4. Throwback Thursday: The Soviet Union's Venera 14 touched down on the surface of Venus on March 5, 1982.

The lander had a planned design life of 32 minutes but survived for 57 minutes in an environment with a temperature of 470 degrees Celsius and a pressure of 94 Earth atmospheres.

Before going offline, Venera drilled a small hole and extracted about one cubic centimeter of soil, "which was found to be similar to basaltic rocks on Earth that are formed at mid-ocean ridges by underwater volcanoes," NASA said

According to Paul Byrne, an Associate Professor of Planetary Science at North Carolina State University, the spacecraft's instruments "revealed a landing site surface composed of basalt (a hugely common rock type) but morphologically much closer to sedimentary rocks – flat lying, and layered."

Venera was the last spacecraft to capture images from the surface of Venus.

5. Using data from several telescopes and observatories, an international team of astronomers has estimated that the average neutron star has a diameter of 13 to 14.8 miles. Neutron stars are the densest objects in the universe. "One sugar cube of neutron star material would weigh about 1 trillion kilograms (or 1 billion tons) on Earth – about as much as Mount Everest," writes Nancy Atkinson. Astronomers previously estimated the average diameter of neutron stars at 12 to 17 miles but using data from the binary neutron star merger GW170817, researchers have narrowed that number down. They used GW170817 for their calculations because it is 1.4 times as heavy as the sun and nearly all neutron stars that have been observed have a mass close to this value. – UNIVERSE TODAY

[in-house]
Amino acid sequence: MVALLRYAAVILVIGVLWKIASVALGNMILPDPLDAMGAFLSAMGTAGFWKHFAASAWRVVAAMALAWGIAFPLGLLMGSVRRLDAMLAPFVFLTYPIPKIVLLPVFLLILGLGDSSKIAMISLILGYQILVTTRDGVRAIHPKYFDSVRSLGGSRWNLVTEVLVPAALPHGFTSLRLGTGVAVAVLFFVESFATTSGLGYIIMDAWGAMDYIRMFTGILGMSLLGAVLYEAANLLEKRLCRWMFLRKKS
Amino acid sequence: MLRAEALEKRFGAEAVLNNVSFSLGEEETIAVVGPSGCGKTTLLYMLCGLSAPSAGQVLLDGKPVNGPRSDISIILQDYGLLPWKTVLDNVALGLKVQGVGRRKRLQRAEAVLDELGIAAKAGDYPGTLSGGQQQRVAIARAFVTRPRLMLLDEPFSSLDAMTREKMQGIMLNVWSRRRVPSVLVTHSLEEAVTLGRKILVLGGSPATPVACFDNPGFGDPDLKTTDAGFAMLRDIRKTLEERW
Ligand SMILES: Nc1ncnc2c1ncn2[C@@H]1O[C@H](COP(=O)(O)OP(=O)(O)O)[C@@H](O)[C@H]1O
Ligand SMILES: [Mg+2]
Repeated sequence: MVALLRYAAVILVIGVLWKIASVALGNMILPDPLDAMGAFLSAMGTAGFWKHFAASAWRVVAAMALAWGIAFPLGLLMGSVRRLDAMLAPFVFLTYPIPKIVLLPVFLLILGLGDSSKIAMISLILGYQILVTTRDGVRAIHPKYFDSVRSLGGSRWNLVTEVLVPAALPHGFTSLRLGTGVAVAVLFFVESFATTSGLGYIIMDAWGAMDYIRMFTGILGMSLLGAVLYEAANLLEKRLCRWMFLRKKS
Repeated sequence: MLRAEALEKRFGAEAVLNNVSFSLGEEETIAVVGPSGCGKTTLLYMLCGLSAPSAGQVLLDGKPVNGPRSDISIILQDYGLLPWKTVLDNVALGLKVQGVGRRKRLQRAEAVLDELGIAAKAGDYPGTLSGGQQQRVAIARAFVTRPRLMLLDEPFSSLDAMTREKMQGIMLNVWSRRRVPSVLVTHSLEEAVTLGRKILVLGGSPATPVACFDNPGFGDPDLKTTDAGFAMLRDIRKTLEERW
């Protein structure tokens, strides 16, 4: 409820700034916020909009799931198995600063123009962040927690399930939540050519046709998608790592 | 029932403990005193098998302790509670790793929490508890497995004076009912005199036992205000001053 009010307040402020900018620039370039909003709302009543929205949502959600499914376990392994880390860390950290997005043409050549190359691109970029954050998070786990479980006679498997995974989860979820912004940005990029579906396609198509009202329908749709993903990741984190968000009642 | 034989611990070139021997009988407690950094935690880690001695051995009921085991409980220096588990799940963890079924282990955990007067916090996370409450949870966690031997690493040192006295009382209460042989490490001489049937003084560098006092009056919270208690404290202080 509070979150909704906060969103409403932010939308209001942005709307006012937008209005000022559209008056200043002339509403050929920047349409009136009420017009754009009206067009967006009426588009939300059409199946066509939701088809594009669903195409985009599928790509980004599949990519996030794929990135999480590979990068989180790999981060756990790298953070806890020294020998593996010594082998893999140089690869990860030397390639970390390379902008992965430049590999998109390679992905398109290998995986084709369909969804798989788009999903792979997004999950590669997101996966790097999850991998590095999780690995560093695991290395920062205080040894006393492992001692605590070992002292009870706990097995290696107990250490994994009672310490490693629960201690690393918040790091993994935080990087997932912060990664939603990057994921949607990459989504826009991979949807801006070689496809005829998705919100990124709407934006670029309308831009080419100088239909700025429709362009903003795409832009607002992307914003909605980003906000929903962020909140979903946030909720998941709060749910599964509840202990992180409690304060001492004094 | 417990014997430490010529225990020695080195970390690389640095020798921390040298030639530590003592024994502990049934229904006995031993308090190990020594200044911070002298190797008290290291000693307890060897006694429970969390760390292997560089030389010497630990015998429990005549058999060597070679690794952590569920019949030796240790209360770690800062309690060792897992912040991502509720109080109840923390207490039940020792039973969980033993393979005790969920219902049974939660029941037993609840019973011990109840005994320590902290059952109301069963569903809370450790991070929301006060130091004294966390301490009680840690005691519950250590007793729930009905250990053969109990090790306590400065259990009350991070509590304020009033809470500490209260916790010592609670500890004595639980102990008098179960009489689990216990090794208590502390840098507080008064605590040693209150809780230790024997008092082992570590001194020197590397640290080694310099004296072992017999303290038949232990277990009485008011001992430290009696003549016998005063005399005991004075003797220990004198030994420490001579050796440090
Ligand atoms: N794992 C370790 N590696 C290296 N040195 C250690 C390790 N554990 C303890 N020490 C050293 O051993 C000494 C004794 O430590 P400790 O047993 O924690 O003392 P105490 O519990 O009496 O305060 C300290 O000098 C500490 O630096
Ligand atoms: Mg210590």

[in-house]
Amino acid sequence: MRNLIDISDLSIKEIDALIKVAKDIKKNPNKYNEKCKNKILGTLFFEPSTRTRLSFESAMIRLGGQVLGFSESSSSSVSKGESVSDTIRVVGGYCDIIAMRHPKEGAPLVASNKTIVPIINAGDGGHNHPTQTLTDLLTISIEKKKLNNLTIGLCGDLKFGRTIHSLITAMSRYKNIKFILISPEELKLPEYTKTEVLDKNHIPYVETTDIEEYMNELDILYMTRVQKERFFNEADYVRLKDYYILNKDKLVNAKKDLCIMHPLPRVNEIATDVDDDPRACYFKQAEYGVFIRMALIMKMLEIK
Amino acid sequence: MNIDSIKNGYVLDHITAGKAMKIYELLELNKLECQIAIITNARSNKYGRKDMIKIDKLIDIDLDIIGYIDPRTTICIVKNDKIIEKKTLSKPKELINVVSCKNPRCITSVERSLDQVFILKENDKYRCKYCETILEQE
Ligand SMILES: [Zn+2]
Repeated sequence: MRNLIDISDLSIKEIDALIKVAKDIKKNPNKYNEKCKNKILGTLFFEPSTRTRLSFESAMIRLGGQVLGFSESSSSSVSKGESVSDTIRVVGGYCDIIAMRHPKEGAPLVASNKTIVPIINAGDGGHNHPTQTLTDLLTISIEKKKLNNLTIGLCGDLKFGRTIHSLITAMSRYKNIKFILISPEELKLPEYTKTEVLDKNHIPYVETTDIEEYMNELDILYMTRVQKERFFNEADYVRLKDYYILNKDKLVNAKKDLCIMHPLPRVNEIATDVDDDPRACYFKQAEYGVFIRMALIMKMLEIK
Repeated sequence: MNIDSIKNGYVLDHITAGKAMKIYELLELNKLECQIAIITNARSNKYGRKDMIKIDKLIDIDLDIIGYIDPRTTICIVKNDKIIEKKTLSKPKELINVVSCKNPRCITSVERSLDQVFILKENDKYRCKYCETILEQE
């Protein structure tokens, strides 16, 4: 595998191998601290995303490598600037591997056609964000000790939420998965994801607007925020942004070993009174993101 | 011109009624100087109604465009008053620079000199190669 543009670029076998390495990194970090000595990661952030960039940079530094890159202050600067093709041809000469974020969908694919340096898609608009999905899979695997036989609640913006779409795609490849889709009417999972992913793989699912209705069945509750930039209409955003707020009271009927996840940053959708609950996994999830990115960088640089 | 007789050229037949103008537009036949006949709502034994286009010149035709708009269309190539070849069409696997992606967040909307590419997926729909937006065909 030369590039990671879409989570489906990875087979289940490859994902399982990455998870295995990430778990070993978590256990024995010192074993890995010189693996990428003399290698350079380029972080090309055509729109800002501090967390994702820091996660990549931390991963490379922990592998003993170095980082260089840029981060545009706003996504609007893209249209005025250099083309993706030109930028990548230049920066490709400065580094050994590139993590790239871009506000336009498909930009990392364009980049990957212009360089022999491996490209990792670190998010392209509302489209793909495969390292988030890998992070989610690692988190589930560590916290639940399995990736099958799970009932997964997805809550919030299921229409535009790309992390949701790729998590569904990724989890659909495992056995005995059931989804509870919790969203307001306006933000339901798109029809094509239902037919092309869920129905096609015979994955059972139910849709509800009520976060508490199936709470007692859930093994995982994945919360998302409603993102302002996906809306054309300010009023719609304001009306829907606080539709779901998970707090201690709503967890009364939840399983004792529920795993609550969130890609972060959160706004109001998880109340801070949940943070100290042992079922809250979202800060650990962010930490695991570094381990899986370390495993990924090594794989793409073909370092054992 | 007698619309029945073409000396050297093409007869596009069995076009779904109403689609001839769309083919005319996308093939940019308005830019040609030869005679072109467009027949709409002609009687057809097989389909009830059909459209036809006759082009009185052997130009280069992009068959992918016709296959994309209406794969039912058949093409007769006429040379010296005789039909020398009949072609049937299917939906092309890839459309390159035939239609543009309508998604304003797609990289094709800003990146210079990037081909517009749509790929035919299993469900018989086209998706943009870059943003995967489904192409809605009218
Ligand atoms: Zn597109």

6. When astronauts arrive at the International Space Station (ISS) they bring with them a host of microbes that, just like humans, have to adapt to life in space. Researchers have identified a stable population of 55 types of microorganisms on the ISS, including bacteria, fungi, molds, protozoa and viruses that have adapted well to microgravity conditions. Scientists found that some of these microorganisms thrive on the metal surfaces of the ISS and that they do not pose a threat to the ISS crew. However, microbes will be exposed to higher levels of radiation during long-distance space trips, which could trigger mutations that may change their genetic makeup, said Christine Moissl-Eichinger, who led a recent study into the ISS microbiome. – BBC